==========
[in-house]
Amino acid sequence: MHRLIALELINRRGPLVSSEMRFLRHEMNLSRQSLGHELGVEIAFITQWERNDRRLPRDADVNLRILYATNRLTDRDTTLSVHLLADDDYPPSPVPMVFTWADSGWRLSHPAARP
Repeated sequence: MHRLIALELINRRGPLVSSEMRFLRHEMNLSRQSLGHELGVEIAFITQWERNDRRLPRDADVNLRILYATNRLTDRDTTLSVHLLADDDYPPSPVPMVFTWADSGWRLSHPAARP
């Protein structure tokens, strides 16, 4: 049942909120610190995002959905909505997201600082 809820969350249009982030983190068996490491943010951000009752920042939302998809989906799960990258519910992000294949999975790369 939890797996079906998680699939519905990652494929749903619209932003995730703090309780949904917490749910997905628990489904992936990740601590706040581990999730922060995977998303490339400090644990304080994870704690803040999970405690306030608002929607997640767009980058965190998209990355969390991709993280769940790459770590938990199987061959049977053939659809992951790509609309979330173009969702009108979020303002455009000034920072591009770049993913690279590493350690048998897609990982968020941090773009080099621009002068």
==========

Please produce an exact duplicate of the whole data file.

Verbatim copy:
[in-house]
Amino acid sequence: MHRLIALELINRRGPLVSSEMRFLRHEMNLSRQSLGHELGVEIAFITQWERNDRRLPRDADVNLRILYATNRLTDRDTTLSVHLLADDDYPPSPVPMVFTWADSGWRLSHPAARP
Repeated sequence: MHRLIALELINRRGPLVSSEMRFLRHEMNLSRQSLGHELGVEIAFITQWERNDRRLPRDADVNLRILYATNRLTDRDTTLSVHLLADDDYPPSPVPMVFTWADSGWRLSHPAARP
């Protein structure tokens, strides 16, 4: 049942909120610190995002959905909505997201600082 809820969350249009982030983190068996490491943010951000009752920042939302998809989906799960990258519910992000294949999975790369 939890797996079906998680699939519905990652494929749903619209932003995730703090309780949904917490749910997905628990489904992936990740601590706040581990999730922060995977998303490339400090644990304080994870704690803040999970405690306030608002929607997640767009980058965190998209990355969390991709993280769940790459770590938990199987061959049977053939659809992951790509609309979330173009969702009108979020303002455009000034920072591009770049993913690279590493350690048998897609990982968020941090773009080099621009002068």